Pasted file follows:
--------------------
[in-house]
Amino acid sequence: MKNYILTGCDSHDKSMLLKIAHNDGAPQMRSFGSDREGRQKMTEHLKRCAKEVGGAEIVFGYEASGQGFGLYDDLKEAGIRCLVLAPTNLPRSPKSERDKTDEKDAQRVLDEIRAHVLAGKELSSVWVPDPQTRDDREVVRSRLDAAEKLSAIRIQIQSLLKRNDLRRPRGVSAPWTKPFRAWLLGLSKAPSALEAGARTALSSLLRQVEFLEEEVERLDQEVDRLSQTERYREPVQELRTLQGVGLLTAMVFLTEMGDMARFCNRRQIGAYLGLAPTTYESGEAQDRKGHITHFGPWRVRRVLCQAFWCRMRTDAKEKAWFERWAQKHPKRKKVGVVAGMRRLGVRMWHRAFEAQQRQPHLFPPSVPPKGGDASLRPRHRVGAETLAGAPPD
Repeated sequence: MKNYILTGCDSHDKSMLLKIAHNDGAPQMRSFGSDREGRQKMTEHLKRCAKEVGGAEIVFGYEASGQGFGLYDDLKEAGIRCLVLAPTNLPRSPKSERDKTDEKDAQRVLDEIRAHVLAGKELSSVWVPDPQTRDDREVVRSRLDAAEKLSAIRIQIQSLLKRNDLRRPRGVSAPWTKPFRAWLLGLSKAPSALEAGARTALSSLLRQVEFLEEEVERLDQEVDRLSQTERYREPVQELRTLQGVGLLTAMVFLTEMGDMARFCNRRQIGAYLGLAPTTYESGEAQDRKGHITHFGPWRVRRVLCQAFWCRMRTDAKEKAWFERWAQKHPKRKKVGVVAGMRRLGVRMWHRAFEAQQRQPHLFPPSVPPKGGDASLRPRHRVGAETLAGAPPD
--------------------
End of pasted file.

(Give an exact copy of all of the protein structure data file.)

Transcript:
[in-house]
Amino acid sequence: MKNYILTGCDSHDKSMLLKIAHNDGAPQMRSFGSDREGRQKMTEHLKRCAKEVGGAEIVFGYEASGQGFGLYDDLKEAGIRCLVLAPTNLPRSPKSERDKTDEKDAQRVLDEIRAHVLAGKELSSVWVPDPQTRDDREVVRSRLDAAEKLSAIRIQIQSLLKRNDLRRPRGVSAPWTKPFRAWLLGLSKAPSALEAGARTALSSLLRQVEFLEEEVERLDQEVDRLSQTERYREPVQELRTLQGVGLLTAMVFLTEMGDMARFCNRRQIGAYLGLAPTTYESGEAQDRKGHITHFGPWRVRRVLCQAFWCRMRTDAKEKAWFERWAQKHPKRKKVGVVAGMRRLGVRMWHRAFEAQQRQPHLFPPSVPPKGGDASLRPRHRVGAETLAGAPPD
Repeated sequence: MKNYILTGCDSHDKSMLLKIAHNDGAPQMRSFGSDREGRQKMTEHLKRCAKEVGGAEIVFGYEASGQGFGLYDDLKEAGIRCLVLAPTNLPRSPKSERDKTDEKDAQRVLDEIRAHVLAGKELSSVWVPDPQTRDDREVVRSRLDAAEKLSAIRIQIQSLLKRNDLRRPRGVSAPWTKPFRAWLLGLSKAPSALEAGARTALSSLLRQVEFLEEEVERLDQEVDRLSQTERYREPVQELRTLQGVGLLTAMVFLTEMGDMARFCNRRQIGAYLGLAPTTYESGEAQDRKGHITHFGPWRVRRVLCQAFWCRMRTDAKEKAWFERWAQKHPKRKKVGVVAGMRRLGVRMWHRAFEAQQRQPHLFPPSVPPKGGDASLRPRHRVGAETLAGAPPD